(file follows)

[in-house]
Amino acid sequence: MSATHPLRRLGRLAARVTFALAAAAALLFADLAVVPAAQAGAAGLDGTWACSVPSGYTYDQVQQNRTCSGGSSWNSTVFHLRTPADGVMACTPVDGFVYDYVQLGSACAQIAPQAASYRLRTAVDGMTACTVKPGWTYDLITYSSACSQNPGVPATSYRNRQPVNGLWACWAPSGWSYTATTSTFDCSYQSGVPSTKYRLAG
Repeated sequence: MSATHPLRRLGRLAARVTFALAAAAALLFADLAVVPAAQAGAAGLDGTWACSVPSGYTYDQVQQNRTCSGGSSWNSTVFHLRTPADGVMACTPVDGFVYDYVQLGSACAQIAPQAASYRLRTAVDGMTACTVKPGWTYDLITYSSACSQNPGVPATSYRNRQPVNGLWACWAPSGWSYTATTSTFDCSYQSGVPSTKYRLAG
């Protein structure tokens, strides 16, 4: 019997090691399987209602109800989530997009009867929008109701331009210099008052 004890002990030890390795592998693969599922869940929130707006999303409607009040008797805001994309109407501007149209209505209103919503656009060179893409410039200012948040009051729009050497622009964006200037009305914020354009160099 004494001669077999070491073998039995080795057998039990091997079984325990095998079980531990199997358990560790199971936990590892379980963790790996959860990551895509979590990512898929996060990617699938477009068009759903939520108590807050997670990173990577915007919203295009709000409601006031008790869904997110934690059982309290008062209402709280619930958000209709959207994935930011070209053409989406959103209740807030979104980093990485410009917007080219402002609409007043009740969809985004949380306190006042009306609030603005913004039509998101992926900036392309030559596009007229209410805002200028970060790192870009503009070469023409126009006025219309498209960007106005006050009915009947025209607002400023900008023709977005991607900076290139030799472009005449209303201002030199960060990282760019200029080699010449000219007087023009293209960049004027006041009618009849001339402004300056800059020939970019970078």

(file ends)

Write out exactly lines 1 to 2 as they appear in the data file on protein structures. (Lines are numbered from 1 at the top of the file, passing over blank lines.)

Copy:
[in-house]
Amino acid sequence: MSATHPLRRLGRLAARVTFALAAAAALLFADLAVVPAAQAGAAGLDGTWACSVPSGYTYDQVQQNRTCSGGSSWNSTVFHLRTPADGVMACTPVDGFVYDYVQLGSACAQIAPQAASYRLRTAVDGMTACTVKPGWTYDLITYSSACSQNPGVPATSYRNRQPVNGLWACWAPSGWSYTATTSTFDCSYQSGVPSTKYRLAG